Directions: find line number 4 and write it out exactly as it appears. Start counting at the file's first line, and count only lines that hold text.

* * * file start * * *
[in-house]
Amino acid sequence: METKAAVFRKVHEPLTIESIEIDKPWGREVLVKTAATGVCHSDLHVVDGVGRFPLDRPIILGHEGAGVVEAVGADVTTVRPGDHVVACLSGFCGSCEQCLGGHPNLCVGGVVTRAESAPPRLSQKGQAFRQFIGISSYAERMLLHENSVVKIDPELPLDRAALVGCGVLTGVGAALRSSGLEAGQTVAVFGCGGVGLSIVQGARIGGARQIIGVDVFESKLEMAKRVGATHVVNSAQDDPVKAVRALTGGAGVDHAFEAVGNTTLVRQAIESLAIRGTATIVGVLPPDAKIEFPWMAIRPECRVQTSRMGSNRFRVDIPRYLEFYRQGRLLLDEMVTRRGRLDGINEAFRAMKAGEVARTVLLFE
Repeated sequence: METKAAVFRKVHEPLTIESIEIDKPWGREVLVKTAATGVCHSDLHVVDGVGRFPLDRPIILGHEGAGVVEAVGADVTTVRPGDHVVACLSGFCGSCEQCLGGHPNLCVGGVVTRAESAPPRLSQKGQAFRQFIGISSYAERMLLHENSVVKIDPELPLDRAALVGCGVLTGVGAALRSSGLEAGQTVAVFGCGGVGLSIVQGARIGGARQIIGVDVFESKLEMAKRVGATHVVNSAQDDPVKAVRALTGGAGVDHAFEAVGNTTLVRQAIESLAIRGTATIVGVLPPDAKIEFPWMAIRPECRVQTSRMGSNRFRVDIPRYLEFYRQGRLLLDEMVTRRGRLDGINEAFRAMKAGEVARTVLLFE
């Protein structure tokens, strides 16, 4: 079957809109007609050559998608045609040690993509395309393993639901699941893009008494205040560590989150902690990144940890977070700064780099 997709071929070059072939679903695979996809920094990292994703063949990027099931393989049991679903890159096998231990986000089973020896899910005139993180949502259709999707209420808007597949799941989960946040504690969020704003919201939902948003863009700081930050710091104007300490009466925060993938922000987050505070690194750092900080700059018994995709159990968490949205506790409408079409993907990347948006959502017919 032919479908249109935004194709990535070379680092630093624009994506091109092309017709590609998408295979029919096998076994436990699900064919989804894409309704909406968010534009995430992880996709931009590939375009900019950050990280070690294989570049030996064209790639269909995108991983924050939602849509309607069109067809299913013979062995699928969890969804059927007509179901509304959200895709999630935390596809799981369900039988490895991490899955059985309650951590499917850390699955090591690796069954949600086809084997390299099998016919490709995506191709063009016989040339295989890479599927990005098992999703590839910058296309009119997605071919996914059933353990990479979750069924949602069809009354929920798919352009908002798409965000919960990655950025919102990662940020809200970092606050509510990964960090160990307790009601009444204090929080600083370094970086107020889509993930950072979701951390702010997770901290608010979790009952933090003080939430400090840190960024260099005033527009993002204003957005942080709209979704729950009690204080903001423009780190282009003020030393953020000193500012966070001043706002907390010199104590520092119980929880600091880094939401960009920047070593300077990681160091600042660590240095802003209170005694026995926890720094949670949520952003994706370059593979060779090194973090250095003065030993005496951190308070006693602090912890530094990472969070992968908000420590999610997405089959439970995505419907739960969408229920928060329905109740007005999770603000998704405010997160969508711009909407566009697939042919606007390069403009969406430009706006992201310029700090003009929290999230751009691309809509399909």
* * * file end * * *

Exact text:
């Protein structure tokens, strides 16, 4: 079957809109007609050559998608045609040690993509395309393993639901699941893009008494205040560590989150902690990144940890977070700064780099 997709071929070059072939679903695979996809920094990292994703063949990027099931393989049991679903890159096998231990986000089973020896899910005139993180949502259709999707209420808007597949799941989960946040504690969020704003919201939902948003863009700081930050710091104007300490009466925060993938922000987050505070690194750092900080700059018994995709159990968490949205506790409408079409993907990347948006959502017919 032919479908249109935004194709990535070379680092630093624009994506091109092309017709590609998408295979029919096998076994436990699900064919989804894409309704909406968010534009995430992880996709931009590939375009900019950050990280070690294989570049030996064209790639269909995108991983924050939602849509309607069109067809299913013979062995699928969890969804059927007509179901509304959200895709999630935390596809799981369900039988490895991490899955059985309650951590499917850390699955090591690796069954949600086809084997390299099998016919490709995506191709063009016989040339295989890479599927990005098992999703590839910058296309009119997605071919996914059933353990990479979750069924949602069809009354929920798919352009908002798409965000919960990655950025919102990662940020809200970092606050509510990964960090160990307790009601009444204090929080600083370094970086107020889509993930950072979701951390702010997770901290608010979790009952933090003080939430400090840190960024260099005033527009993002204003957005942080709209979704729950009690204080903001423009780190282009003020030393953020000193500012966070001043706002907390010199104590520092119980929880600091880094939401960009920047070593300077990681160091600042660590240095802003209170005694026995926890720094949670949520952003994706370059593979060779090194973090250095003065030993005496951190308070006693602090912890530094990472969070992968908000420590999610997405089959439970995505419907739960969408229920928060329905109740007005999770603000998704405010997160969508711009909407566009697939042919606007390069403009969406430009706006992201310029700090003009929290999230751009691309809509399909």